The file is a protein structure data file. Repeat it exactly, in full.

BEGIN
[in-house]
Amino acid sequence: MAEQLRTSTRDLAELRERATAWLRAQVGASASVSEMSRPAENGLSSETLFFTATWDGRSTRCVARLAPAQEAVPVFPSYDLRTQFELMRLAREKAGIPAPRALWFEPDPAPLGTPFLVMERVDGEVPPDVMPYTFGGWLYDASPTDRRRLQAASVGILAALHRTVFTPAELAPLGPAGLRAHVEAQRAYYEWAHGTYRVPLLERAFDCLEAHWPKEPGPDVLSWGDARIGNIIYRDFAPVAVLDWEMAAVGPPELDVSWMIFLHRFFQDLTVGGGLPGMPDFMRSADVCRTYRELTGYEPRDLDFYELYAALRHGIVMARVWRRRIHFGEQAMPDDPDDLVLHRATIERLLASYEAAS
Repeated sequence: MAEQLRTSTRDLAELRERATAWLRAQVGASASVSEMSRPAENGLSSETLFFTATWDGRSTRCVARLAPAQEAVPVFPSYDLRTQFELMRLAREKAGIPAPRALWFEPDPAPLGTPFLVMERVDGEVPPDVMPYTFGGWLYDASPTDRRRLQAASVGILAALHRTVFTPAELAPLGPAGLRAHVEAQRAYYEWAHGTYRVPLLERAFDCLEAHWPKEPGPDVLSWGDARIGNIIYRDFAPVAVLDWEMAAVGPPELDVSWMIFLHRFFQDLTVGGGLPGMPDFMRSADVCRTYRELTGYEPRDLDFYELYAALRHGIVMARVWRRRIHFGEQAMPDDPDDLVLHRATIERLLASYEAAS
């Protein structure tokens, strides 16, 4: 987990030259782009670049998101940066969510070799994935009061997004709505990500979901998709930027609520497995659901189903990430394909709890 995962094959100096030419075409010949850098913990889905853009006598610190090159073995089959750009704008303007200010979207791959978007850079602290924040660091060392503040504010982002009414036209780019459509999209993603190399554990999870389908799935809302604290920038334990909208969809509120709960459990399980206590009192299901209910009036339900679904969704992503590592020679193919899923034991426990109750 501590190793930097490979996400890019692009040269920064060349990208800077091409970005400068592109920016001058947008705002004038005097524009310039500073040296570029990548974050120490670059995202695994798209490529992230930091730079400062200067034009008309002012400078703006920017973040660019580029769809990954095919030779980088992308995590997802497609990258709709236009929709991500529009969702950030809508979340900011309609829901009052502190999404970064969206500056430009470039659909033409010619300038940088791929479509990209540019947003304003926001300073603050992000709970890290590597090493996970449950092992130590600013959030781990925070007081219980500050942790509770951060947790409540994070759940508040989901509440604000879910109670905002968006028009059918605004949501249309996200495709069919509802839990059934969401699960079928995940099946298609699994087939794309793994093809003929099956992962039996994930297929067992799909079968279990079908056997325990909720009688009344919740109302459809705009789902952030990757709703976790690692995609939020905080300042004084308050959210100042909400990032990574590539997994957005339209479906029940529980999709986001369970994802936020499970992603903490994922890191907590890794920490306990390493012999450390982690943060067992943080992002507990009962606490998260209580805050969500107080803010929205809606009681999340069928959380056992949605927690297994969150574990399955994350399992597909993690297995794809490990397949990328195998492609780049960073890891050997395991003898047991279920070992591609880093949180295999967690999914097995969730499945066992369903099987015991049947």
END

[in-house]
Amino acid sequence: MAEQLRTSTRDLAELRERATAWLRAQVGASASVSEMSRPAENGLSSETLFFTATWDGRSTRCVARLAPAQEAVPVFPSYDLRTQFELMRLAREKAGIPAPRALWFEPDPAPLGTPFLVMERVDGEVPPDVMPYTFGGWLYDASPTDRRRLQAASVGILAALHRTVFTPAELAPLGPAGLRAHVEAQRAYYEWAHGTYRVPLLERAFDCLEAHWPKEPGPDVLSWGDARIGNIIYRDFAPVAVLDWEMAAVGPPELDVSWMIFLHRFFQDLTVGGGLPGMPDFMRSADVCRTYRELTGYEPRDLDFYELYAALRHGIVMARVWRRRIHFGEQAMPDDPDDLVLHRATIERLLASYEAAS
Repeated sequence: MAEQLRTSTRDLAELRERATAWLRAQVGASASVSEMSRPAENGLSSETLFFTATWDGRSTRCVARLAPAQEAVPVFPSYDLRTQFELMRLAREKAGIPAPRALWFEPDPAPLGTPFLVMERVDGEVPPDVMPYTFGGWLYDASPTDRRRLQAASVGILAALHRTVFTPAELAPLGPAGLRAHVEAQRAYYEWAHGTYRVPLLERAFDCLEAHWPKEPGPDVLSWGDARIGNIIYRDFAPVAVLDWEMAAVGPPELDVSWMIFLHRFFQDLTVGGGLPGMPDFMRSADVCRTYRELTGYEPRDLDFYELYAALRHGIVMARVWRRRIHFGEQAMPDDPDDLVLHRATIERLLASYEAAS
């Protein structure tokens, strides 16, 4: 987990030259782009670049998101940066969510070799994935009061997004709505990500979901998709930027609520497995659901189903990430394909709890 995962094959100096030419075409010949850098913990889905853009006598610190090159073995089959750009704008303007200010979207791959978007850079602290924040660091060392503040504010982002009414036209780019459509999209993603190399554990999870389908799935809302604290920038334990909208969809509120709960459990399980206590009192299901209910009036339900679904969704992503590592020679193919899923034991426990109750 501590190793930097490979996400890019692009040269920064060349990208800077091409970005400068592109920016001058947008705002004038005097524009310039500073040296570029990548974050120490670059995202695994798209490529992230930091730079400062200067034009008309002012400078703006920017973040660019580029769809990954095919030779980088992308995590997802497609990258709709236009929709991500529009969702950030809508979340900011309609829901009052502190999404970064969206500056430009470039659909033409010619300038940088791929479509990209540019947003304003926001300073603050992000709970890290590597090493996970449950092992130590600013959030781990925070007081219980500050942790509770951060947790409540994070759940508040989901509440604000879910109670905002968006028009059918605004949501249309996200495709069919509802839990059934969401699960079928995940099946298609699994087939794309793994093809003929099956992962039996994930297929067992799909079968279990079908056997325990909720009688009344919740109302459809705009789902952030990757709703976790690692995609939020905080300042004084308050959210100042909400990032990574590539997994957005339209479906029940529980999709986001369970994802936020499970992603903490994922890191907590890794920490306990390493012999450390982690943060067992943080992002507990009962606490998260209580805050969500107080803010929205809606009681999340069928959380056992949605927690297994969150574990399955994350399992597909993690297995794809490990397949990328195998492609780049960073890891050997395991003898047991279920070992591609880093949180295999967690999914097995969730499945066992369903099987015991049947």